You: That sounds fantastic! We’ll take that!

And then the bill comes, and you’re upset with yourself or the server because it’s $150. 


Instead, if you’re upfront with what you’re looking for in addition to what you’d like to spend, your server can help guide you in the right direction, like this:


You: We’re looking for a bottle of Pinot Noir under $80 to pair with the food we’ve ordered. What would you suggest? 


Server: Great! I have a few options, but I really think this one from Oregon would be the best fit with your meal.


You: Let’s do it!

The server was right about the pairing and when you get the bill, the bottle was $65. 


Use the server’s knowledge of their list and the food menu to your advantage. Trust us: they’d rather sell bottles of wine at any price point than none at all. By being honest about what you're willing to spend, they can do their job to make your evening memorable.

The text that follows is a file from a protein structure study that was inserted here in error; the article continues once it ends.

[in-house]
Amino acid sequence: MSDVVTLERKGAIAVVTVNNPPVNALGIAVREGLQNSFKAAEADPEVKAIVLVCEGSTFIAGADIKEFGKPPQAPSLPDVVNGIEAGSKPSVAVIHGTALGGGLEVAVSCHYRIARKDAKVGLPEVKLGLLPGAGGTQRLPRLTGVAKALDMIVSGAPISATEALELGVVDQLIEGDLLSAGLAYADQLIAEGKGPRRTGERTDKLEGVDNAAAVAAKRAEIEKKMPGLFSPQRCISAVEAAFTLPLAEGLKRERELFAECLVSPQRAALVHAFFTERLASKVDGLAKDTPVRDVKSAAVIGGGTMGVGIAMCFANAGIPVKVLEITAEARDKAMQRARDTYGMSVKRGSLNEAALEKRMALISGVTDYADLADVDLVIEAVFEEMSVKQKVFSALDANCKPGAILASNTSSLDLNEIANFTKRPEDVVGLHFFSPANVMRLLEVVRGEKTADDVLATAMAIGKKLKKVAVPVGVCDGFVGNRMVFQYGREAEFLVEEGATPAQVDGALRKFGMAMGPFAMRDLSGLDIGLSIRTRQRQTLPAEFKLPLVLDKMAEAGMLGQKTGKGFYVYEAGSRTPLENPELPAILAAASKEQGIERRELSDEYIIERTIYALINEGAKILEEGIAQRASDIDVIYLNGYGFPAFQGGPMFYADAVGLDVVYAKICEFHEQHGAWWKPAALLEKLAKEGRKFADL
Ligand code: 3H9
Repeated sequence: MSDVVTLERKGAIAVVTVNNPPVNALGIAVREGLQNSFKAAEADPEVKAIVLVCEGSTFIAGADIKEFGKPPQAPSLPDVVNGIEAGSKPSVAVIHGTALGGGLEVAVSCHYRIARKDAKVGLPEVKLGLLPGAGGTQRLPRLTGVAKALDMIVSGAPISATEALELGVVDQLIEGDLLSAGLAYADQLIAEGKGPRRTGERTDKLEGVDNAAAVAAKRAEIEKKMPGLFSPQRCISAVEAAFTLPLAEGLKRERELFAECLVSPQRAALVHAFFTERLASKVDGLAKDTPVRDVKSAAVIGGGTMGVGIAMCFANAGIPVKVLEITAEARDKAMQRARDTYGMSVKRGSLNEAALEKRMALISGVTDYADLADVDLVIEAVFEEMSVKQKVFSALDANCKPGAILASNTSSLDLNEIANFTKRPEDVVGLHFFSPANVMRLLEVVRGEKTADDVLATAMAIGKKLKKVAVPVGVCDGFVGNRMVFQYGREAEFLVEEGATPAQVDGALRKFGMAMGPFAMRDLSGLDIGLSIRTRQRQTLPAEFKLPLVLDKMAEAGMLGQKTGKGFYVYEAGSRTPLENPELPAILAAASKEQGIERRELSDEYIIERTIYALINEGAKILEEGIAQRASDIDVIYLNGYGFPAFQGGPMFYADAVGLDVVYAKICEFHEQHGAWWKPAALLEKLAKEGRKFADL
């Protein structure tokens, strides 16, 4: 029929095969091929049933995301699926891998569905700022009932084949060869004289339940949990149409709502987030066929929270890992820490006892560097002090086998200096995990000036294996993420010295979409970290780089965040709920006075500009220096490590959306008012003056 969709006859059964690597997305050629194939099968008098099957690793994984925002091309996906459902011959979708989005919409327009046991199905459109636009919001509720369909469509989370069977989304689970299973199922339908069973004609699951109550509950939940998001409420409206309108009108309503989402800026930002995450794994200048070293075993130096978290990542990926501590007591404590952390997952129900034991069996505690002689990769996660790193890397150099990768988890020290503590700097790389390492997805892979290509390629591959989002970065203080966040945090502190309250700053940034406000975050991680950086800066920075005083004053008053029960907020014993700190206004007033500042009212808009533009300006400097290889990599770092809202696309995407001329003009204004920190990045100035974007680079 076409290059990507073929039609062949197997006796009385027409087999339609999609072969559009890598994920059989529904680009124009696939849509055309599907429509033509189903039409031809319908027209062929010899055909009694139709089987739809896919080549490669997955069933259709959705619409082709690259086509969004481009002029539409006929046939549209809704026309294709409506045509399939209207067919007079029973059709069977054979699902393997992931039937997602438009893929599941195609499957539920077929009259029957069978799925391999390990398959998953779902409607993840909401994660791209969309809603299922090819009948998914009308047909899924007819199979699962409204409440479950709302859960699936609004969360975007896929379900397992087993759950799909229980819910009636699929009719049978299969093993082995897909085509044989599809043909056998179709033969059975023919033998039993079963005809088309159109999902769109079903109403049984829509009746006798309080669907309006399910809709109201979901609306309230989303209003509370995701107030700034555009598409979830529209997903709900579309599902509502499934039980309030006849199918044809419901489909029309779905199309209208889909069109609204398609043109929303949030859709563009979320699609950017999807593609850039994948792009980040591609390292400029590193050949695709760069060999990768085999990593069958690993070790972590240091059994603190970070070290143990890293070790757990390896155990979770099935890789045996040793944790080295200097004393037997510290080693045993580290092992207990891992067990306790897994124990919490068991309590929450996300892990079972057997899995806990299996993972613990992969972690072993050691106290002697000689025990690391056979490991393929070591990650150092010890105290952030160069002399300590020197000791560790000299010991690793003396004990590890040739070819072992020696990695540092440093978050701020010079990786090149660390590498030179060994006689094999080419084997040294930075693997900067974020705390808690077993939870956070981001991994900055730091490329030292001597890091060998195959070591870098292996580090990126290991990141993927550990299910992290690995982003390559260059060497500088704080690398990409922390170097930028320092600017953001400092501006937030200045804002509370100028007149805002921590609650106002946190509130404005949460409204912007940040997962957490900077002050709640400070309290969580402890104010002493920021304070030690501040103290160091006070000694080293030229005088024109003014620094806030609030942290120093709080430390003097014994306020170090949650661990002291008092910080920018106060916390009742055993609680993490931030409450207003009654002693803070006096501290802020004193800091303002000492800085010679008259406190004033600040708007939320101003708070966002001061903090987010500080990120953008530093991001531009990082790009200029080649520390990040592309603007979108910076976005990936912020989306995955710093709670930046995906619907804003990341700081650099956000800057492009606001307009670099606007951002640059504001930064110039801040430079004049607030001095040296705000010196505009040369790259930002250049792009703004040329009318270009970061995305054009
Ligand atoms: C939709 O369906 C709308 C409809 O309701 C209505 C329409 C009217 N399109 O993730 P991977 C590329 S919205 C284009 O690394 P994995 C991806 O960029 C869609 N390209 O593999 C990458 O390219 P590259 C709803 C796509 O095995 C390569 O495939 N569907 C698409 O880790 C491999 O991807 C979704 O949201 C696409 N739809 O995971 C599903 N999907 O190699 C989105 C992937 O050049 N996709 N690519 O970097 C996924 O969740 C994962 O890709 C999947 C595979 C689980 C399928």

The ‘Ritual’

This is the part that looks the most pretentious, but it doesn’t have to be that way. When you order a bottle of wine, the server (or perhaps the sommelier or bar manager) will bring it out to your table with appropriate glassware. They want you to see the sealed bottle to ensure that you’re getting what you ordered, so take a look at the label before they open it. If you ordered a specific vintage, make sure that’s reflected on the bottle.